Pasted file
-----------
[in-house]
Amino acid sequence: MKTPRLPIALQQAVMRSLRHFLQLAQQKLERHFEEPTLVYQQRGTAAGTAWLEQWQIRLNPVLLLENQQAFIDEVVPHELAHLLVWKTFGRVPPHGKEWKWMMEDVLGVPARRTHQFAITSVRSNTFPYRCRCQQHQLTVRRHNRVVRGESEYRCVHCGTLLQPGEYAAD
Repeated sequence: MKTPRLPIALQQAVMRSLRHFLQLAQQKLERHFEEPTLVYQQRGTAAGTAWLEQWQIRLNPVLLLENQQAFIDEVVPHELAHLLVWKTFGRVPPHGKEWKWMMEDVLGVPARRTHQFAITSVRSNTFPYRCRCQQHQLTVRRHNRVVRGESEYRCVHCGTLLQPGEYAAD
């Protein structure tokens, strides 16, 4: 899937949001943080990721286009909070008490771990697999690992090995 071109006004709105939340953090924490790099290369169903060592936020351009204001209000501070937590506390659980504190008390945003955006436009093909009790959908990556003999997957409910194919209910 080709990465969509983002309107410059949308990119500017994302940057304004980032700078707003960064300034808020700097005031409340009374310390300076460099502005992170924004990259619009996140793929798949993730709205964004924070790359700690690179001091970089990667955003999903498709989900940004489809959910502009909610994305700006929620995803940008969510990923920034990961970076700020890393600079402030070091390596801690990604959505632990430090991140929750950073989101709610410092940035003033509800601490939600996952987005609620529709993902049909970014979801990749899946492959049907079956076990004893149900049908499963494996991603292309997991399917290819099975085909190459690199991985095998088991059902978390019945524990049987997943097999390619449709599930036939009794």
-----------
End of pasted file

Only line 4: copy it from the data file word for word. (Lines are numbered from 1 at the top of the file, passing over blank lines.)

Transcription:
């Protein structure tokens, strides 16, 4: 899937949001943080990721286009909070008490771990697999690992090995 071109006004709105939340953090924490790099290369169903060592936020351009204001209000501070937590506390659980504190008390945003955006436009093909009790959908990556003999997957409910194919209910 080709990465969509983002309107410059949308990119500017994302940057304004980032700078707003960064300034808020700097005031409340009374310390300076460099502005992170924004990259619009996140793929798949993730709205964004924070790359700690690179001091970089990667955003999903498709989900940004489809959910502009909610994305700006929620995803940008969510990923920034990961970076700020890393600079402030070091390596801690990604959505632990430090991140929750950073989101709610410092940035003033509800601490939600996952987005609620529709993902049909970014979801990749899946492959049907079956076990004893149900049908499963494996991603292309997991399917290819099975085909190459690199991985095998088991059902978390019945524990049987997943097999390619449709599930036939009794």